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Arthritis Rheum. 2003 Jul;48(7):1797-807.

Five-year followup of rheumatoid arthritis patients after early treatment with disease-modifying antirheumatic drugs versus treatment according to the pyramid approach in the first year.

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1
University Medical Center Utrecht, Utrecht, The Netherlands.

Abstract

OBJECTIVE:

To evaluate whether the clinical advantages observed after 1 year in a randomized controlled clinical trial, in which 2 treatment strategies were compared (the early disease-modifying antirheumatic drug [DMARD] approach versus the pyramid approach), persist after 5 years.

METHODS:

In this study, 238 patients with recently diagnosed rheumatoid arthritis (RA) were randomized to either the pyramid group (n = 56) or the early DMARD group (n = 182). Patients assigned to the pyramid group received nonsteroidal antiinflammatory drugs for at least 1 year after inclusion (the mean +/- SD lag time until first prescription of a DMARD was 14 +/- 9 months). Patients in the early DMARD group were treated with a DMARD immediately after inclusion.

RESULTS:

After 5 years, data were available for 44 patients in the pyramid group (79%) and 145 patients in the early DMARD group (80%). No prolongation of the clinical advantages in favor of the early DMARD group, as observed after the first year, was demonstrated. Nevertheless, a significantly shorter delay time until complete response and a higher number of patients with overall clinically relevant improvement at several assessment points were observed in the early DMARD group compared with the pyramid group.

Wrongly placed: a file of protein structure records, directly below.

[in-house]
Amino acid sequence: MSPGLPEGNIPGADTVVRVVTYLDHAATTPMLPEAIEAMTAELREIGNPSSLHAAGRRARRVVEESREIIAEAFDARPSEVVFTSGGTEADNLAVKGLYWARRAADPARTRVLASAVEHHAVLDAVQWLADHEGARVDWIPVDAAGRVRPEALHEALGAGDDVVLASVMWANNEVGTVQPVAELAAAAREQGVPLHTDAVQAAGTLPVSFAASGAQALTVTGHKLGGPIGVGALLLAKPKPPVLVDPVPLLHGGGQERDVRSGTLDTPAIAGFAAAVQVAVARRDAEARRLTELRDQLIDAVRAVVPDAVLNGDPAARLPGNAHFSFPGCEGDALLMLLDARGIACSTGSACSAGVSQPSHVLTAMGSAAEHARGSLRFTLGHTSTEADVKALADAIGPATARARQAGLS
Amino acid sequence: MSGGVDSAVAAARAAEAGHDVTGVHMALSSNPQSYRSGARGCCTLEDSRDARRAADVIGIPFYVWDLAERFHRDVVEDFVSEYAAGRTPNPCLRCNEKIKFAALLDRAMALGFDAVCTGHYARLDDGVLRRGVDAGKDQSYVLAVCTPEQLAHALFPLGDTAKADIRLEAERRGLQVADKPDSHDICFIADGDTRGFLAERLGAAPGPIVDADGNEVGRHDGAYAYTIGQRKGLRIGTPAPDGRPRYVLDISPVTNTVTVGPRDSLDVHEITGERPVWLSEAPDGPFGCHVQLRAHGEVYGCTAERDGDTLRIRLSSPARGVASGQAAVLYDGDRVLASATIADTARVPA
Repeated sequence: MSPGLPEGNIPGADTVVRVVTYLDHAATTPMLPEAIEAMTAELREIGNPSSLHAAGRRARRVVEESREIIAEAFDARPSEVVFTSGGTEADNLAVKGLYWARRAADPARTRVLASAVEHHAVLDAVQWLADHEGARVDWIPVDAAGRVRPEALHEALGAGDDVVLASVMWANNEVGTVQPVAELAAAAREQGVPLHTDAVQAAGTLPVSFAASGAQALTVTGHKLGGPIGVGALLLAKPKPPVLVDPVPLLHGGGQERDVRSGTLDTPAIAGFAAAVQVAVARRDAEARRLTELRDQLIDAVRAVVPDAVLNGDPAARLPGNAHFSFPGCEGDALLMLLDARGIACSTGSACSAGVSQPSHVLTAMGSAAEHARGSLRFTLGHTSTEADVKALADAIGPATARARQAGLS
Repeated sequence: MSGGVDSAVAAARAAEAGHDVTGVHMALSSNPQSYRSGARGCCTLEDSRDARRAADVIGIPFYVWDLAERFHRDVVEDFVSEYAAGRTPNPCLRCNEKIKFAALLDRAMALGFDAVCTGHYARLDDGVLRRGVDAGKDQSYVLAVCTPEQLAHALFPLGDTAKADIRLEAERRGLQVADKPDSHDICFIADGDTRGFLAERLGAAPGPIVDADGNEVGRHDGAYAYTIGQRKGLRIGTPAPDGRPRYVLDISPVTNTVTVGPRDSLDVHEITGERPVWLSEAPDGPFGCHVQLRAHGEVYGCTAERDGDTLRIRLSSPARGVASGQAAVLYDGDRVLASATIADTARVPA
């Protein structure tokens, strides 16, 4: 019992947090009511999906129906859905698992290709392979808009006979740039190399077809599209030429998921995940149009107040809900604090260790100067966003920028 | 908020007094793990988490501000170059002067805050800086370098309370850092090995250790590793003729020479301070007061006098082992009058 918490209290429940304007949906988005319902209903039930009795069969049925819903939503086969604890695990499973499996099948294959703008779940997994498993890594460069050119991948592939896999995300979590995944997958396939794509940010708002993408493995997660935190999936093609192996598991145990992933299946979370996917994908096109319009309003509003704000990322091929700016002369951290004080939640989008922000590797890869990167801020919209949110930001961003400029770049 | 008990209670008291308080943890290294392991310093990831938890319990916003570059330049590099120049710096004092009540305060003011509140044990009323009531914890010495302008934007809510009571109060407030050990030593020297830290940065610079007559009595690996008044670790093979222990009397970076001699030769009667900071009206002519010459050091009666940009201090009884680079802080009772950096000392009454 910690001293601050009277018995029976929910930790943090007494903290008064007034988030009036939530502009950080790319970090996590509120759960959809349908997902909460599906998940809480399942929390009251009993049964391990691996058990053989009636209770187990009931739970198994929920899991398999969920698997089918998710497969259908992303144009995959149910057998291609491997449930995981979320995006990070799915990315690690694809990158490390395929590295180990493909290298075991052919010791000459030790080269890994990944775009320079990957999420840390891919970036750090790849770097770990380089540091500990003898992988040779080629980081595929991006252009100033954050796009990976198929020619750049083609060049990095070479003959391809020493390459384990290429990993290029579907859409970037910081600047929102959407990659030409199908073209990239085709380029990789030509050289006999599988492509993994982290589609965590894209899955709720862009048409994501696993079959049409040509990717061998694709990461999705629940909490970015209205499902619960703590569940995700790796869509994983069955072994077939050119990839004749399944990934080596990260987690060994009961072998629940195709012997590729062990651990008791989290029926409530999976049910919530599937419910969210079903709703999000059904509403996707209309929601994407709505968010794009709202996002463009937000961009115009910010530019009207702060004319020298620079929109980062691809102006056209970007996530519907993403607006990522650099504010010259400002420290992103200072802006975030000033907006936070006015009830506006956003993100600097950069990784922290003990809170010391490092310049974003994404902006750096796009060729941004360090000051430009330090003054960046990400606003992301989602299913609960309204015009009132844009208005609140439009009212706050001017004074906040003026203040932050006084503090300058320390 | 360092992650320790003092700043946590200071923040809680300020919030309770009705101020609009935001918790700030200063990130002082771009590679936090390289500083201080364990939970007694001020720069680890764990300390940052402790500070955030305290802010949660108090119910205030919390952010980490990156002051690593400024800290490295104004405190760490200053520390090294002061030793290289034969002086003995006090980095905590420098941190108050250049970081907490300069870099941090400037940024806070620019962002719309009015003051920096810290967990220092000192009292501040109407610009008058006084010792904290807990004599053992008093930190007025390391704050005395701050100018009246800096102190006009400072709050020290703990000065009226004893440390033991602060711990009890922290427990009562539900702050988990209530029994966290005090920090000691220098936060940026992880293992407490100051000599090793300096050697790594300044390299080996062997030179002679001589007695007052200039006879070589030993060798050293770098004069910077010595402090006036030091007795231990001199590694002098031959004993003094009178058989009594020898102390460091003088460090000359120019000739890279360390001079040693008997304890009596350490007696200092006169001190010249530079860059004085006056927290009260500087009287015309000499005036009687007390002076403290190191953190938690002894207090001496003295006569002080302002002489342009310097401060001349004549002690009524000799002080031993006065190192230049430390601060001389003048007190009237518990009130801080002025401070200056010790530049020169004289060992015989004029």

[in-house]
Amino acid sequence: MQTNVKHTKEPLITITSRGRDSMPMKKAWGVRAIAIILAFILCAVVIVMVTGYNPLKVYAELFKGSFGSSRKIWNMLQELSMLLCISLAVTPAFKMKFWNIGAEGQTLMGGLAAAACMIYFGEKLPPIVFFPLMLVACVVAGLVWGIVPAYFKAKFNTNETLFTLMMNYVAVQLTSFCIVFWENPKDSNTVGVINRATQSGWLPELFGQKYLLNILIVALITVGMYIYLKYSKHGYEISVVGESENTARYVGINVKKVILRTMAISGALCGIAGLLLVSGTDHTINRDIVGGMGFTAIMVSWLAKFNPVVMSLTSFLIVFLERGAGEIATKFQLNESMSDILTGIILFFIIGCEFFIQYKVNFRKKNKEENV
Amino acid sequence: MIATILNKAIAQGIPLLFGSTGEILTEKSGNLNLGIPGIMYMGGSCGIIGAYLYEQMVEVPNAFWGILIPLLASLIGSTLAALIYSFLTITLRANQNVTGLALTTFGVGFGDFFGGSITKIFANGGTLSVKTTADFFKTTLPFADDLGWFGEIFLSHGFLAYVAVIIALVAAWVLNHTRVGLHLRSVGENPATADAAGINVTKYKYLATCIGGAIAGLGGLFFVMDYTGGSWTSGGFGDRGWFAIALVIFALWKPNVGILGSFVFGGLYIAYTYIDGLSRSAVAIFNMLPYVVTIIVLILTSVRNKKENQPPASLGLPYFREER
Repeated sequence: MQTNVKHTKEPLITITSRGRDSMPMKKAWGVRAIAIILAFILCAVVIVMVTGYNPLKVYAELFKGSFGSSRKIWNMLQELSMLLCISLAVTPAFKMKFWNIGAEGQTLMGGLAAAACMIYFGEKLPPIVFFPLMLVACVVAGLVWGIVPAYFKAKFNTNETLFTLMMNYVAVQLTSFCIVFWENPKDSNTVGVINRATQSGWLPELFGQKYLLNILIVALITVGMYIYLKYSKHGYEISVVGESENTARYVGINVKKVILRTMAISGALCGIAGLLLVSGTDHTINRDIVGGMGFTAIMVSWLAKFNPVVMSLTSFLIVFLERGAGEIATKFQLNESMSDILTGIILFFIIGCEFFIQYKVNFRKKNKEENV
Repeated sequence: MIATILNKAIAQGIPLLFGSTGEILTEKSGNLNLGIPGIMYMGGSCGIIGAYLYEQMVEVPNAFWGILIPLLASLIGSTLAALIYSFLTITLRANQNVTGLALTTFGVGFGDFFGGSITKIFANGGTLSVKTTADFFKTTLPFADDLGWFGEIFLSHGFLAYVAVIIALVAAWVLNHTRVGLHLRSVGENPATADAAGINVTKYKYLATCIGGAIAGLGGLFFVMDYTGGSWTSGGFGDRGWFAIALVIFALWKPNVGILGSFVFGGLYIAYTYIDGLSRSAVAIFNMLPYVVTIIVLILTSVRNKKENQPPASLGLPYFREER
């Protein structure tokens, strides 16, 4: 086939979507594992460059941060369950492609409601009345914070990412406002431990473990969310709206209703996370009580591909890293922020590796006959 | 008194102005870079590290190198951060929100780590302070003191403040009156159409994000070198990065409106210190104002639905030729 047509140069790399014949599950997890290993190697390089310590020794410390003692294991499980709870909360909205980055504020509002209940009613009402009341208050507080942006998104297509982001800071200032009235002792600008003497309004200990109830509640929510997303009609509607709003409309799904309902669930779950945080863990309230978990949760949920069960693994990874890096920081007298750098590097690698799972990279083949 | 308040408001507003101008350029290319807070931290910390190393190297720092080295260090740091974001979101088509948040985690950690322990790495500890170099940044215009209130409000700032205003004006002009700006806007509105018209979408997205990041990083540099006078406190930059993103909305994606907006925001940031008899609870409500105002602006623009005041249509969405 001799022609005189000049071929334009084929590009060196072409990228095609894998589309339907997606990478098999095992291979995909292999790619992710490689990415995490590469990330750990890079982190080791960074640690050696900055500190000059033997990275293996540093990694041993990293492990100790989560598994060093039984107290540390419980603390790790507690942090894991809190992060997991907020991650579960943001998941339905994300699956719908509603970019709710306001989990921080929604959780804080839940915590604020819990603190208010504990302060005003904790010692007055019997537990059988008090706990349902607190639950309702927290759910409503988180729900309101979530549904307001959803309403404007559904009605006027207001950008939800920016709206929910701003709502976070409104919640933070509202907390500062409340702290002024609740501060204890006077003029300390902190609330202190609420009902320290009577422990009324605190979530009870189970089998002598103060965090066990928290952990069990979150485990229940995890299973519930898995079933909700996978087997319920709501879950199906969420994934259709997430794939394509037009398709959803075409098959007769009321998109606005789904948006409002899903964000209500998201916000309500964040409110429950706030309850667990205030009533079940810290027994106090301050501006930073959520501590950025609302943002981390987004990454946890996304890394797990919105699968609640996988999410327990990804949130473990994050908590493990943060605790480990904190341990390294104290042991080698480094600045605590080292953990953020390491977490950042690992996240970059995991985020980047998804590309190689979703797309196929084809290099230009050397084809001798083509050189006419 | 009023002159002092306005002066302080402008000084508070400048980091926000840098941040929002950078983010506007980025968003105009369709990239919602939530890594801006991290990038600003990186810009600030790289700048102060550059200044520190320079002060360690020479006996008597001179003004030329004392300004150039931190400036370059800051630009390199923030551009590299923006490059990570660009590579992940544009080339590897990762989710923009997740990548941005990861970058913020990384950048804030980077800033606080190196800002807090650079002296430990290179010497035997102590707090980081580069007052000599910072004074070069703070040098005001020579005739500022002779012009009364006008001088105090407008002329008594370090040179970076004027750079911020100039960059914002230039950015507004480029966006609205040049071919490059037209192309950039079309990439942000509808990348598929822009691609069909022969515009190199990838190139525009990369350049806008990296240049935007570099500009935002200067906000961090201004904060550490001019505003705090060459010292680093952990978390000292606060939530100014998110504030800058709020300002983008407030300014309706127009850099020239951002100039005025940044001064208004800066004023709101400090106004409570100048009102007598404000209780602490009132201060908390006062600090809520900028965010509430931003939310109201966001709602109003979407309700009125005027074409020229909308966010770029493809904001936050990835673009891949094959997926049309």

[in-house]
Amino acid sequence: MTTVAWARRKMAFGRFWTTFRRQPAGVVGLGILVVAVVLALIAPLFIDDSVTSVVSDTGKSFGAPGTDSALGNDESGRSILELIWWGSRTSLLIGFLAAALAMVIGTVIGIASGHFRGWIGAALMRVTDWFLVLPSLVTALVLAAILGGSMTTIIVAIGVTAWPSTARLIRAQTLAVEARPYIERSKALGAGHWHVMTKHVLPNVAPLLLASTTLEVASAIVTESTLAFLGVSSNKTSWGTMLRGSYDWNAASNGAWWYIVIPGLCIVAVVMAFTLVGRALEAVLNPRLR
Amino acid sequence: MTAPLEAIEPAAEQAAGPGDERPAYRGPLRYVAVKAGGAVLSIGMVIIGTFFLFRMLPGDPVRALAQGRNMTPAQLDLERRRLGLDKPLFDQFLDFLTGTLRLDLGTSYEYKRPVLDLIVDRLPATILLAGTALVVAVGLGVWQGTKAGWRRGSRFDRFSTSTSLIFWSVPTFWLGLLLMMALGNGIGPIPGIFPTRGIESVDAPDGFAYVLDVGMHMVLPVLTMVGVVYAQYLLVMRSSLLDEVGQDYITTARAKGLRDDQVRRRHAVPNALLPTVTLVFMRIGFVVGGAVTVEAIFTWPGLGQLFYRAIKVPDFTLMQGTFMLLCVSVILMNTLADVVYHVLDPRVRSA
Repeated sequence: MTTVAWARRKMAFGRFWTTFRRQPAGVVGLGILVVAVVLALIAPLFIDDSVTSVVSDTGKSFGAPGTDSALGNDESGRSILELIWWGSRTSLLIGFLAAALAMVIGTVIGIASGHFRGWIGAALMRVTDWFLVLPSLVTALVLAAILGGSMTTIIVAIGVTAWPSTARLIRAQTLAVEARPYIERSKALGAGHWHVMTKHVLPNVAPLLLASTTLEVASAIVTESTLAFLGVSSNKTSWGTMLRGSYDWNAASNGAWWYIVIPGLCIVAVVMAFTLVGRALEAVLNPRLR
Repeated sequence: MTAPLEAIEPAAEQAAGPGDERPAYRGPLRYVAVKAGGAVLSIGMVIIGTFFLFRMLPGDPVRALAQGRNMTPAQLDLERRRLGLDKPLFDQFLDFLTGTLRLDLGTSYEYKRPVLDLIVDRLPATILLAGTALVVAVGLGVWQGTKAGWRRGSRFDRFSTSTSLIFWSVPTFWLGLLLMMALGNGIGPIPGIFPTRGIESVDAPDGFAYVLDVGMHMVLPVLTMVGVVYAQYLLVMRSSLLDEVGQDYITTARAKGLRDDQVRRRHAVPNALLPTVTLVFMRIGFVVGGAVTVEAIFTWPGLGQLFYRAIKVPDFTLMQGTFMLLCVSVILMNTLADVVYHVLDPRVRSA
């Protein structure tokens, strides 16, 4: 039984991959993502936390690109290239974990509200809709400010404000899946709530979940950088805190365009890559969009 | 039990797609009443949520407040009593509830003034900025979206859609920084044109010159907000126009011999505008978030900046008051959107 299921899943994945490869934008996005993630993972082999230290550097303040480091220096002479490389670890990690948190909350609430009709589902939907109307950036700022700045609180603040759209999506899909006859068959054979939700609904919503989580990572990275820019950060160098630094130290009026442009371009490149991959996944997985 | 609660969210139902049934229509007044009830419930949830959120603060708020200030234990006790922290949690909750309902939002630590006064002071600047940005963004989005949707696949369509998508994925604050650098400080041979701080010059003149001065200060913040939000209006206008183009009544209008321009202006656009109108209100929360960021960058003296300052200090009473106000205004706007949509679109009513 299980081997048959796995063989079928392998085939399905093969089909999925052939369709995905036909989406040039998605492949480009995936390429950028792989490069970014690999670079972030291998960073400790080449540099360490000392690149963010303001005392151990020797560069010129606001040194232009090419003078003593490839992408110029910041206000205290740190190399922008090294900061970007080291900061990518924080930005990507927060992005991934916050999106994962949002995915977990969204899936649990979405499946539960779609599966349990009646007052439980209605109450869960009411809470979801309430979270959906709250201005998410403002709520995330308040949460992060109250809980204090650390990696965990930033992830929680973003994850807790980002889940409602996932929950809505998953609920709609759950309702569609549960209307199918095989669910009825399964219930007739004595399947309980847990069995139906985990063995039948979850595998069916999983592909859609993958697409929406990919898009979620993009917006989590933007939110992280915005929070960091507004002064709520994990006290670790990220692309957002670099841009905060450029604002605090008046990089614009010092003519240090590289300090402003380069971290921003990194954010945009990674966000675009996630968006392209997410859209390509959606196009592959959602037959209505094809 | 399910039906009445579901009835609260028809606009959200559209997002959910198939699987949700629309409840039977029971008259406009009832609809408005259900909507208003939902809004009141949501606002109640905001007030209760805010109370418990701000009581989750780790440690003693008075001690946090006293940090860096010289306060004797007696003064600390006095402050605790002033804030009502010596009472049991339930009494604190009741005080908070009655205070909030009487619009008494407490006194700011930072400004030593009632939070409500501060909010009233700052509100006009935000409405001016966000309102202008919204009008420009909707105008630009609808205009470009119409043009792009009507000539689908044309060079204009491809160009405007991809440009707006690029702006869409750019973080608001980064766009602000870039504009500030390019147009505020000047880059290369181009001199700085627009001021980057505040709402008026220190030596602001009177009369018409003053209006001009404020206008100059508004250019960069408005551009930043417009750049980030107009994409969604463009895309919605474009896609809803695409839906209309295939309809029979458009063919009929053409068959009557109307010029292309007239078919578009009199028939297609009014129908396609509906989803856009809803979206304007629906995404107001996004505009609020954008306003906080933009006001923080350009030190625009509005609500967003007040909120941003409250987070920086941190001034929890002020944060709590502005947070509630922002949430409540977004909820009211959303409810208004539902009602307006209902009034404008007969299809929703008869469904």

CONCLUSION:

The clinical results in favor of the early DMARD group, as observed after the first year, were not as evident after 5 years. This indicates that a more aggressive treatment approach in early RA is required, and that treatment should be continued for a prolonged period of time, in order to maintain the advantages obtained in the first year.

PMID:
12847672
DOI:
10.1002/art.11170
[Indexed for MEDLINE]
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